“Self-trust is the first secret of success, the belief that if you are here the authorities of the universe put you here, and for cause, or with some task strictly appointed you in your constitution, and so long as you work at that you are well and successful.”
— Ralph Waldo Emerson, ‘Society and Solitude’
For all that is sublime with philosophy, for all its splendour in decoding the wonders of the universe, there remains one key issue with the process of transcribing these wonders. Life and all its experiences vary so wildly from one another that universal maxims do not translate effectively enough through space and time, language and experience to give suitable advice for making specific life choices. In a world thought to be devoid of objective morality, here I will propose one solution to this problem along with the apparently meaningless and futile nature of existence itself:
Each person, at all times, should live as though by the end of their lifetime they were the greatest person who ever existed.
This deceptively simple looking criterion provides an objectively agreeable foundation for living the best life possible. Whenever there is a major or minor life decision to be made this is the first axiom one should turn to. Although, the foremost challenge here is defining ‘greatness’ in the context of these wildly varying individual lives.
The chances that even one of us living right now actually becomes the greatest person who ever lived, by any common metric, is statistically marginal¹. But the individual result is not the point, it’s about the striving towards worthy ideals. Plus there is no way of determining whether you will become great in the future. Every great person who ever existed likewise may have sensed the importance of their role in key events but had no sure way of knowing their life was remarkable.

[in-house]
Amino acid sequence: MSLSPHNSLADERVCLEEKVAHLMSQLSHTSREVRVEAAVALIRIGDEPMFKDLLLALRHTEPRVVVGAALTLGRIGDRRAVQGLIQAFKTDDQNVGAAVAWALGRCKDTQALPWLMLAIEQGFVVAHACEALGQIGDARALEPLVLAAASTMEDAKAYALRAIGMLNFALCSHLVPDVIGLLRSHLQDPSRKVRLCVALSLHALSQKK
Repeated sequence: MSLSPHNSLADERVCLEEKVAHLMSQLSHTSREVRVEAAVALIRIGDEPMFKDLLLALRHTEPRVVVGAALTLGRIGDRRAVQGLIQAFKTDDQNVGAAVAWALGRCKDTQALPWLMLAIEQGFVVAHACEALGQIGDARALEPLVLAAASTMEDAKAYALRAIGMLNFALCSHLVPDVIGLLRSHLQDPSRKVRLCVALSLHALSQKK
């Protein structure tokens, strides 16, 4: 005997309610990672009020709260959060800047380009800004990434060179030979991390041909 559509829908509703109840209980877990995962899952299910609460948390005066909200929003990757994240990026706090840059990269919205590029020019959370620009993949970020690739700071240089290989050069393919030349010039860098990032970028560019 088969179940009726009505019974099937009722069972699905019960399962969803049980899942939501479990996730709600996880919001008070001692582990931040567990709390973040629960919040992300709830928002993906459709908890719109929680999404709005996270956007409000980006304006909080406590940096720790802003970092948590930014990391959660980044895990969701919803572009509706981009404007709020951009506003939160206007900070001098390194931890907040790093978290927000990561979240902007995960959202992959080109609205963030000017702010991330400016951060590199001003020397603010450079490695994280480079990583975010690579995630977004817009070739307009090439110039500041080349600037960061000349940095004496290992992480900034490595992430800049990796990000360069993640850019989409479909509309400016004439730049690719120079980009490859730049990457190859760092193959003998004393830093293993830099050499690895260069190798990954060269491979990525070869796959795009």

Now let’s tackle the obvious uncertainty here: the definition of ‘greatness’. A standard Oxford dictionary definition is approximately: “The quality of being great; eminence or distinction”. This is probably the most vague definition we could conceive of. Take note that greatness is thus more of a collective term for a selection of positive qualities which, in my opinion, allow a person to (1) have a consistently impactful lifestyle and (2) perform monumental acts during their time on Earth.
“But practically I know men and recognize them by their behavior, by the totality of their deeds, by the consequences caused in life by their presence.”
— Albert Camus, ‘The Myth of Sisyphus’
What we can also do is begin outlining the attributes of greatness² and perhaps relate them with individual and societal conditions where greatness is likely to appear. For instance, greatness is probably more likely to appear in times of strife and hardship where there are evident obstacles to overcome than in comfortable conditions which leave few opportunities for individual growth. It is probably also more likely to appear, or at least be identified in relation to actions which change the course of human history. Alexander’s conquest of the Persian Empire and beyond, Abraham Lincoln’s emancipation of slavery, Martin Luther King Jr.’s efforts in eradicating racial discrimination; each of these men could not have performed their influential deeds alone but have become representative of the ideological struggles of their time.